Several things are conspiring to make me think about chant this morning. I’ve been splitting the Sarum hymn tunes into discrete jpeg files—like this one:
suitable for for use at Matins with Aurora lucis utilat and Lauds with Sermone blando Angelus. Too, at breakfast my Shuffle turned up the Enigma track that samples the Kyrie from the Missa Orbis Factor. Furthermore, I was looking at my blog stats. I get a lot of hits from Office hymn titles or searches for the Liber usualis.
One of the most common, though, is “Liber Usualis modern notation”. If you came here through this search term, I’ll make a quick comment on this topic. I don’t have one here and you’re not likely to find one. Why? Well—it’s about time economies. It would take an awful lot of time to translate the notation from the Liber into modern notation and the genuine fact is that the modern notation version would be inherently inaccurate because of the differences between modern music and chant. Even modern chant notation wouldn’t really do the trick.
So, that’s one half of the time economy; it would take a lot of time to produce it and the result would be imperfect. Now—here’s the other part. Chant notation only looks intimidating; it can be learned quite easily. Once learned, you can use it to read all sorts of things that go beyond the Liber. If you want to learn, I’d recommend starting with this excellent introduction, then download the Liber usualis, and go to your cd collection. If you have some basic chant cds—like “Chant” and “Chant II” from de Silos produced a few years back—cue a track, locate the chant in the Liber, and sing along. Start with the simple, then go from there. And look here for links to more introductions, scores, and audio files.
I’m with you; square-note chant notation – while a little confusing at first, perhaps – is actually easier, I think, than the modern.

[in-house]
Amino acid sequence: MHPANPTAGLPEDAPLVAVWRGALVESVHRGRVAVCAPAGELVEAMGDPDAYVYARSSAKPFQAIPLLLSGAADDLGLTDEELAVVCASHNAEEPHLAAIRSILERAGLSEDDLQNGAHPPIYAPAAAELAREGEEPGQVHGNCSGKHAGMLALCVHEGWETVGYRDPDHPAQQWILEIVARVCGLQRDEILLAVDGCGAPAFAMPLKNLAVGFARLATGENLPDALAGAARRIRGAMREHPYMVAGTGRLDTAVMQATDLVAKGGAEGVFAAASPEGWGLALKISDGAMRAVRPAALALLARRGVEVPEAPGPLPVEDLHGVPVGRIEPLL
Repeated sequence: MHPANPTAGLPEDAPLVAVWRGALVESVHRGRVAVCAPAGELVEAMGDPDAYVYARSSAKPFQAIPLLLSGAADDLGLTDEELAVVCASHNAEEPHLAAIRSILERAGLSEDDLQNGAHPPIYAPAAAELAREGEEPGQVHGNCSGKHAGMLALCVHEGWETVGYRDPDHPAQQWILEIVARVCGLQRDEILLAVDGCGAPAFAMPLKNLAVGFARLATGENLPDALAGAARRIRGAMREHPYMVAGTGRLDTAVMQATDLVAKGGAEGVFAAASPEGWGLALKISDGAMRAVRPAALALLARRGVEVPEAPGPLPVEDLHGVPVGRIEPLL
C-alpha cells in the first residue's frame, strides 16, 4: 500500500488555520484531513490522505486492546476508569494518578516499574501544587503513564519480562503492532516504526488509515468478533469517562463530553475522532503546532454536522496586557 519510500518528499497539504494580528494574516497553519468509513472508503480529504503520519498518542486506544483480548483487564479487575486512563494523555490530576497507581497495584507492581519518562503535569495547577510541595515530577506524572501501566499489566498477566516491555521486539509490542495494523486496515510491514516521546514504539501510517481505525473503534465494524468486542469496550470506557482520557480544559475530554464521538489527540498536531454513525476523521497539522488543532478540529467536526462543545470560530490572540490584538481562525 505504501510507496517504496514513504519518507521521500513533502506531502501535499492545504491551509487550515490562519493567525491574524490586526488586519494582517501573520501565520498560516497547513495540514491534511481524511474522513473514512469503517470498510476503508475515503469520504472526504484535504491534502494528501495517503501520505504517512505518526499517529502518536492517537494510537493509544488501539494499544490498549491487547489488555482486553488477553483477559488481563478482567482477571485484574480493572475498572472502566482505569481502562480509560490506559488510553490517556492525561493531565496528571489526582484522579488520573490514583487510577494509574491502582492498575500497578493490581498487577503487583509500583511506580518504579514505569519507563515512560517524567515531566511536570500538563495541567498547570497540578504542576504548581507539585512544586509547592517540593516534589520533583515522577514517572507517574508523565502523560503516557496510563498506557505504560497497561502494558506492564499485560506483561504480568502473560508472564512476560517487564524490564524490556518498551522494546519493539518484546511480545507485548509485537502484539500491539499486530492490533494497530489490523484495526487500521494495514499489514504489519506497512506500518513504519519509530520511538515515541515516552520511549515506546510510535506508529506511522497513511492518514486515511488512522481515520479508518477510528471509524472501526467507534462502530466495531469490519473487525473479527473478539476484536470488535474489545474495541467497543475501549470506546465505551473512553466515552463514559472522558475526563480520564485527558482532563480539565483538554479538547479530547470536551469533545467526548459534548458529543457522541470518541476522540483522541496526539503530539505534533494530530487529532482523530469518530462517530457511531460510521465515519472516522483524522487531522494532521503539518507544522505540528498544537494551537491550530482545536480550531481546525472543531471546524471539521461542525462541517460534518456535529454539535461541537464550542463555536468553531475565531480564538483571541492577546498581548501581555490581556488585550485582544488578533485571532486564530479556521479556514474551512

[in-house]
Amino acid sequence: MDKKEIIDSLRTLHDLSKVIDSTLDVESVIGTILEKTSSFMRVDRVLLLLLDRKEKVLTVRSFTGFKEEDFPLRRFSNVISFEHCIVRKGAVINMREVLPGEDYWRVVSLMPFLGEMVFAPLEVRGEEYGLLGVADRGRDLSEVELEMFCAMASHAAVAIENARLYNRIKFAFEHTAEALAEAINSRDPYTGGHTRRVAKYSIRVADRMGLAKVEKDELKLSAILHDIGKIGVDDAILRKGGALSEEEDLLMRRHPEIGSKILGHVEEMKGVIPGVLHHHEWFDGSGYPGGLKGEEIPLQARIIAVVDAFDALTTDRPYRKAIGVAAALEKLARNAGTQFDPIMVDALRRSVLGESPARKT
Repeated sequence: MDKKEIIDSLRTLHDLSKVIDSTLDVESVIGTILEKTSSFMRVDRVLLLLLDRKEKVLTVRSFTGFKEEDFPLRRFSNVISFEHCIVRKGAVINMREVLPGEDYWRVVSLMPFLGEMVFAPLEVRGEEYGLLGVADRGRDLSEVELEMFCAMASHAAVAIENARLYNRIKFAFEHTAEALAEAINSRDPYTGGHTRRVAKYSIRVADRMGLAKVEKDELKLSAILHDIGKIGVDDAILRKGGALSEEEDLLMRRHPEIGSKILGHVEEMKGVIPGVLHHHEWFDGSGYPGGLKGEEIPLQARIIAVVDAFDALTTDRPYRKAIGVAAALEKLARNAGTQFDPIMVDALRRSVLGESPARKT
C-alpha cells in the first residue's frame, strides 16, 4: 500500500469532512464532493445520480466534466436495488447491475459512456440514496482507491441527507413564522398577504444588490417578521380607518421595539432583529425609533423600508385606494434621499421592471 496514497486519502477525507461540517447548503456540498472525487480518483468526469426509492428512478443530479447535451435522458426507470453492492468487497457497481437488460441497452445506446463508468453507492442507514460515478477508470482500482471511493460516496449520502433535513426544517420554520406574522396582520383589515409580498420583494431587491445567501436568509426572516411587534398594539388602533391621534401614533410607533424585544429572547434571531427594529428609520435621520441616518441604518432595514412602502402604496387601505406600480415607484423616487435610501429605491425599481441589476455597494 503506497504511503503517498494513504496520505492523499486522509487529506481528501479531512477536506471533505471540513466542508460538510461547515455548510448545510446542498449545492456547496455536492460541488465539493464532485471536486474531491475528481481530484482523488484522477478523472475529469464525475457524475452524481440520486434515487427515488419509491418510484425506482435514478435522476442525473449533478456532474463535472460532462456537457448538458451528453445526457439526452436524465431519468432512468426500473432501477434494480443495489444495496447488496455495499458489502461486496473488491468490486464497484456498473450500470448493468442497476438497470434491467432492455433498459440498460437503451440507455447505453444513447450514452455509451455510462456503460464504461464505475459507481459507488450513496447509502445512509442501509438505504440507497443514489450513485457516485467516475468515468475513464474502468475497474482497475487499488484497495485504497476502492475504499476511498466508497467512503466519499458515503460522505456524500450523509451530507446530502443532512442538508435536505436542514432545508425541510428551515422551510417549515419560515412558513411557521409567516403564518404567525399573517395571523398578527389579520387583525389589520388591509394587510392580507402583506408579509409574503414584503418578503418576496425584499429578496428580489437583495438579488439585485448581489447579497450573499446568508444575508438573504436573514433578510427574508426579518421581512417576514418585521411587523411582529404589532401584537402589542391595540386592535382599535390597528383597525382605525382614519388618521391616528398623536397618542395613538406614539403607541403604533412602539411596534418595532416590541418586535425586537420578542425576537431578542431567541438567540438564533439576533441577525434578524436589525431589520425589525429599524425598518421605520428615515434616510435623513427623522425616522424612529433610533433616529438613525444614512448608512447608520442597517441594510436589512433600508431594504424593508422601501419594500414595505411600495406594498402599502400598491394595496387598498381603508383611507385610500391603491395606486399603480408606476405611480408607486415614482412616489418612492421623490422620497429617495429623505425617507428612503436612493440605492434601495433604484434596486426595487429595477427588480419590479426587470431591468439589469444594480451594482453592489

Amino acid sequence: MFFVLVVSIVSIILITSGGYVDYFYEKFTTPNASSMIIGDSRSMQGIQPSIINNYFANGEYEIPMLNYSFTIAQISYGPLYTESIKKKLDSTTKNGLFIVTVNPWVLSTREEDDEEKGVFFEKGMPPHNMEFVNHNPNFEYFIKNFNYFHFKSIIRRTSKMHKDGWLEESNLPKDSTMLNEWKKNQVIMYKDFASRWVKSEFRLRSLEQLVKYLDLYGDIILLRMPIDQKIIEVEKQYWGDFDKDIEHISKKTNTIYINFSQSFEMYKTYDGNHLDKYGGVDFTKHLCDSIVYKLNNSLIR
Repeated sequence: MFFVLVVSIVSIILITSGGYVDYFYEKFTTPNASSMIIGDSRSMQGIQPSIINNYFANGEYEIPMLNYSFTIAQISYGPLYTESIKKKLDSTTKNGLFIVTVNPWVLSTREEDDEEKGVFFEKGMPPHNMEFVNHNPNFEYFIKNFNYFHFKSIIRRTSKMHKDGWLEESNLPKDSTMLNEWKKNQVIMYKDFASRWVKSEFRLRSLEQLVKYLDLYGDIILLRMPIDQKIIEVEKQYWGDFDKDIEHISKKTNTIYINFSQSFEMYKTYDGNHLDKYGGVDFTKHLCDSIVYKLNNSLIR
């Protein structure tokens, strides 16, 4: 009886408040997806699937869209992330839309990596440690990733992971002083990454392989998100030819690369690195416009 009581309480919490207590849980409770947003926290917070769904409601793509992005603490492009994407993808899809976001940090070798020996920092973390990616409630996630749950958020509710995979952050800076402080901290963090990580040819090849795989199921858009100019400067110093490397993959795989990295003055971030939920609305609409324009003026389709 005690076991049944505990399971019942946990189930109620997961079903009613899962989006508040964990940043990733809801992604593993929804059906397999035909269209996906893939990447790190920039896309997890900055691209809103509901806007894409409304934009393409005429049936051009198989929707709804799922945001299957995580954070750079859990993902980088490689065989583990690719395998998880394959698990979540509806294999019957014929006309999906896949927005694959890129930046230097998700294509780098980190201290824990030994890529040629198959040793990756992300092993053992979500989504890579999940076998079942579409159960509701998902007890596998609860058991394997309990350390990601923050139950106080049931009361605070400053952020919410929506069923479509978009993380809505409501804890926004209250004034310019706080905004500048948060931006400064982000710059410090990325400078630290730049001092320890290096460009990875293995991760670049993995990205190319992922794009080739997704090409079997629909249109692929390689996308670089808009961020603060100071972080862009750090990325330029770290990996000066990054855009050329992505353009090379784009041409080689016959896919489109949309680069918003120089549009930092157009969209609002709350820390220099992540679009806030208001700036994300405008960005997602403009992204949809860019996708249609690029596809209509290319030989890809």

It could just be my imagination, I guess, but I like the dynamics and tempo/timing notation better, and it’s built right in.
I have actually been following along with the liturgical year lately on Chantblog, and posting hymns and things as the feasts occur. So we should probably put our work together at some point, because I’ve been able to find sound files for many of these hymns.
BTW, have you seen this? Thought you’d be interested, if not….
I once wrote a brief note arguing that singing chant from square notes is like eating Chinese food with chopsticks:
1) It’s the right way to do it,
2) It’s not all that hard once you get the hang of it, and
3) For some mysterious reason the food tastes better.
My tongue was only partially in my cheek.
I’ve used the Meinrad fonts from St. Meinrad Abbey? It takes a while to get used to them, but after a while it becomes natural. The neat thing is they can be used in a word processor. This may already be old ground for you, but I thought I’d mention it just in case.
Yes, I’ve seen and experimented with those. But what’s found favor in these parts is a gem that bls dug up a while back: Gregoire
PH and I made a modern notation version of the ordinaries from Orbis Factor (cleaned up and put into finale by our friend who is an actual composer) and it took half. a. lifetime.
but we do have it.
I’ve never been able to manage chopsticks either.
hey…I emailed your school account about a party for kizzy. not trying to be pressuring, just worried maybe you don’t check that account. :)
Thanks for the link to Gregoire. I’ve downloaded it and mean to give it a whirl. Luckily, French is a language I can speak, so that will make the help files more helpful!
Pingback: Liber Usualis Modern Notation in English « haligweorc